... In particular, novel skininterface devices such as E-skins, textile sensors, and hydrogel sensors have attracted widespread attention due to their potential for applications in human body motion monitoring 12 , disease treatment 13 , drug delivery 14 , blood glucose monitoring 15 , and blood pressure analysis 16 . For instance, in the past years, various attempts have been made to design signal collectors in skininterface devices for long-term body motion monitoring during natural daily activities, which would combine lightweight, flexibility, high permeability and imperceptibility [17][18][19][20][21][22][23][24][25][26][27][28][29] . The recent emergence of wearable motion sensors based on liquid metals 30 , hydrogels 31 , graphene aerogels 32 , functional fibers 33 , and piezoelectric materials 34,35 have enabled flexible devices to be applied in body motion monitoring and short-term healthcare. ...
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New-generation human body motion sensors for wearable electronics and intelligent medicine are required to comply with stringent requirements in terms of ultralight weight, flexibility, stability, biocompatibility, and extreme precision. However, conventional sensors are hard to fulfill all these criteria due to their rigid structure, high-density sensing materials used as the constituents, as well as hermetical and compact assembly strategy. Here, we report an ultralight sensing material based on radial anisotropic porous silver fiber (RAPSF), which has been manufactured by phase separation and temperature-controlled grain growth strategy on a modified blow-spinning system. The resistance of RAPSF could be dynamically adjusted depending on the deflected shape. Furthermore, an all-fiber motion sensor (AFMS) with an ultra-low density of 68.70 mg cm−3 and an overall weigh of 7.95 mg was fabricated via layer-by-layer assembly. The sensor exhibited outstanding flexibility, breathability, biocompatibility, and remarkable body motion recognition ability. Moreover, the AFMS was shown to have great potential as an artificial intelligence throat sensor for throat state identification at the accuracy above 85%, allowing one to spot the early onset of the viral throat illness.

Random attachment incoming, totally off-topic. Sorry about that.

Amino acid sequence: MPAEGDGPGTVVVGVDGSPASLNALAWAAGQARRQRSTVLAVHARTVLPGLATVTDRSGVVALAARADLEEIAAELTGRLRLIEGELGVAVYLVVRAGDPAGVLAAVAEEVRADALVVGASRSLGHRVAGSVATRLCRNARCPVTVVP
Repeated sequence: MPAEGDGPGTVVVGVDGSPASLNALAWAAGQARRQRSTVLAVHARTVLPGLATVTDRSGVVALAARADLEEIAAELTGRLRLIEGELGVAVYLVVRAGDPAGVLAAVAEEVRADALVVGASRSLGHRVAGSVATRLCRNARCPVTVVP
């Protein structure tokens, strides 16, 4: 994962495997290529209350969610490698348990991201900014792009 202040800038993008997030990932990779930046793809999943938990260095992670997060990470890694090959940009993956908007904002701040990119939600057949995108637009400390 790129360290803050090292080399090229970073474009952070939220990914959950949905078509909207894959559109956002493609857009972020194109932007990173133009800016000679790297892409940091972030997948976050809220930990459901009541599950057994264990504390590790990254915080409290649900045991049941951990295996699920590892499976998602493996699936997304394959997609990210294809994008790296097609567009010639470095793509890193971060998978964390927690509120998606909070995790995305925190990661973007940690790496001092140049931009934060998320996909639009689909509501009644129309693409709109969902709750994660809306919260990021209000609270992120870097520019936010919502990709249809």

... Indium selenide (In 2 Se 3 ) is a member of Group III-VI layered compounds. A single cell of In 2 Se 3 comprises three quintuple layers (QLs) connected by weak van der Waals force, and each QL is composed of five-atomic-layer (Se-In-Se-In-Se) stacked along the c-axis by a strong covalent bond [16], as shown in Fig. 1a. According to earlier reports, In 2 Se 3 has several crystal phases, a [17][18][19][20], b [21], c [22], d [23], j [24], a 0 [23]and b 0 [23], and the crystal structures as well as physical and chemical properties of these phases are significantly different. ...
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Indium selenide (In2Se3) is an attractive layered semiconductor material with promising optoelectronic and piezoelectric applications. In this work, single-crystalline α-In2Se3 nanobelts are synthesized using a catalyst-free chemical vapor deposition method through the direct selenization of In2O3 powders. The as-grown nanobelts are single crystals with high crystallinity and regular outer shapes. The piezoelectric response d33 of a 50 nm-thick α-In2Se3 nanobelt is, for the first time, determined to be approximately 1.6 pm·V⁻¹. The photodetector using the In2Se3 nanobelts exhibits high photoresponsivity of 66.6 A·W⁻¹ at 442 nm and high stability under an atmospheric environment. This work provides a new route for the development of α-In2Se3 nanobelts as promising candidates for low-cost, nanoscale actuators, sensors, and detectors.
... In these reports, gauge factors as high as ∼600 42 were obtained for CVD-grown nanographene films. Similarly, strain sensors based on CVD-grown films 44,45 and nanocomposites 46 of other 2D materials have also been demonstrated. ...